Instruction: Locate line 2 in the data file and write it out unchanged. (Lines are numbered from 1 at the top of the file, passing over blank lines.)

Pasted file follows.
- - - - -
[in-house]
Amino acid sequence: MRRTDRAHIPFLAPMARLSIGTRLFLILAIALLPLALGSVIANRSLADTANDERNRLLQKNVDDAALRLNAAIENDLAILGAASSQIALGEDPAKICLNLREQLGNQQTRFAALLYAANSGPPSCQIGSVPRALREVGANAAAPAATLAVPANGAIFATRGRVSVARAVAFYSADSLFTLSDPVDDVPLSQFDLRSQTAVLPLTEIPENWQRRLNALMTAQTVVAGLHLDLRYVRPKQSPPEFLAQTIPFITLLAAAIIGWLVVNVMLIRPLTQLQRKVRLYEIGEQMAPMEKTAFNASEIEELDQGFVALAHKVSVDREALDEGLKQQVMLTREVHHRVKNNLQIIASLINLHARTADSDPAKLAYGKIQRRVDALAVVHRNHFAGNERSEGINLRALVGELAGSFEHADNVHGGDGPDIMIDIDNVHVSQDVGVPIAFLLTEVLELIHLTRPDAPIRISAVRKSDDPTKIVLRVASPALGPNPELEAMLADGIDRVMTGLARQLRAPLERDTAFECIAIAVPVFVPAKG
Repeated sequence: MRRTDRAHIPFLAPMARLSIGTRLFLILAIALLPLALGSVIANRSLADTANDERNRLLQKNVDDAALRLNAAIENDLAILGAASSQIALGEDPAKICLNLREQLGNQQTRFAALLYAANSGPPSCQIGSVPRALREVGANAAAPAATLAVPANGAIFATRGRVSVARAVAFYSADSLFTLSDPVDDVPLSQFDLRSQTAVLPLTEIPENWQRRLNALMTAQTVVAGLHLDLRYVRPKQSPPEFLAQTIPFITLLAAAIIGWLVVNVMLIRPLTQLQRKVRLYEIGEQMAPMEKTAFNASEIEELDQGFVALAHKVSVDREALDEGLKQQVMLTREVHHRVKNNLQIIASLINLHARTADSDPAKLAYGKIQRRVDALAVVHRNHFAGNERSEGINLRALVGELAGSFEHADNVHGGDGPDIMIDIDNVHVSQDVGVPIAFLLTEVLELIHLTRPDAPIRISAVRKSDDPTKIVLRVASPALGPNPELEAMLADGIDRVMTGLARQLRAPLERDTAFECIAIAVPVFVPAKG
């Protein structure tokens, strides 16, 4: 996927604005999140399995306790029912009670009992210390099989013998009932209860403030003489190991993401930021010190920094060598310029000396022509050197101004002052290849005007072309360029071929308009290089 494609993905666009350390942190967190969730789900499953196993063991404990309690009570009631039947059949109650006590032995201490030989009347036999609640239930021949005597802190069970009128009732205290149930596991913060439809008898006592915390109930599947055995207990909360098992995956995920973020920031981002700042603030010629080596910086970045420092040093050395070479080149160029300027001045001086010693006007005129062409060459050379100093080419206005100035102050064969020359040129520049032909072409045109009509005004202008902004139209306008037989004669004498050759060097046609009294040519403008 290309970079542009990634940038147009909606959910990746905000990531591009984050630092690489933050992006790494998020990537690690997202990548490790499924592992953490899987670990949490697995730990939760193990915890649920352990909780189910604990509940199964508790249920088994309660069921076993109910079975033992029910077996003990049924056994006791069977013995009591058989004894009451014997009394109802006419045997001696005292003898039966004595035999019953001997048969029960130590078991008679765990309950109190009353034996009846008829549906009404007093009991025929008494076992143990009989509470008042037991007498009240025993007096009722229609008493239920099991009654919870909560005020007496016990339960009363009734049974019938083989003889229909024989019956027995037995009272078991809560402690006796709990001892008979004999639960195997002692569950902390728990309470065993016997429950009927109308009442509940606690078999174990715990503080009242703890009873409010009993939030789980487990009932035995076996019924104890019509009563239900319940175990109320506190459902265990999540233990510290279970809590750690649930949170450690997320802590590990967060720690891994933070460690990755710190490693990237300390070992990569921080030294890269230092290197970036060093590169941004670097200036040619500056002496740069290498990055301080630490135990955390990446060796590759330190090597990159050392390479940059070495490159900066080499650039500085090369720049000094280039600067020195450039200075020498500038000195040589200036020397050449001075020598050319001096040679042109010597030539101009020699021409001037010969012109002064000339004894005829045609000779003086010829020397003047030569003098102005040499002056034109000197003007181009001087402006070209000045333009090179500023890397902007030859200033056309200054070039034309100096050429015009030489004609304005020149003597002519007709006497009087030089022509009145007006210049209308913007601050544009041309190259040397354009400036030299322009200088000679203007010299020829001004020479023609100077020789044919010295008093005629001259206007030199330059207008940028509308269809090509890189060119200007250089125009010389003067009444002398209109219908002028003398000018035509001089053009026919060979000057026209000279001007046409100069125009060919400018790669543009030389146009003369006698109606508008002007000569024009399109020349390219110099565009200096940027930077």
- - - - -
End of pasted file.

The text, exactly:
Amino acid sequence: MRRTDRAHIPFLAPMARLSIGTRLFLILAIALLPLALGSVIANRSLADTANDERNRLLQKNVDDAALRLNAAIENDLAILGAASSQIALGEDPAKICLNLREQLGNQQTRFAALLYAANSGPPSCQIGSVPRALREVGANAAAPAATLAVPANGAIFATRGRVSVARAVAFYSADSLFTLSDPVDDVPLSQFDLRSQTAVLPLTEIPENWQRRLNALMTAQTVVAGLHLDLRYVRPKQSPPEFLAQTIPFITLLAAAIIGWLVVNVMLIRPLTQLQRKVRLYEIGEQMAPMEKTAFNASEIEELDQGFVALAHKVSVDREALDEGLKQQVMLTREVHHRVKNNLQIIASLINLHARTADSDPAKLAYGKIQRRVDALAVVHRNHFAGNERSEGINLRALVGELAGSFEHADNVHGGDGPDIMIDIDNVHVSQDVGVPIAFLLTEVLELIHLTRPDAPIRISAVRKSDDPTKIVLRVASPALGPNPELEAMLADGIDRVMTGLARQLRAPLERDTAFECIAIAVPVFVPAKG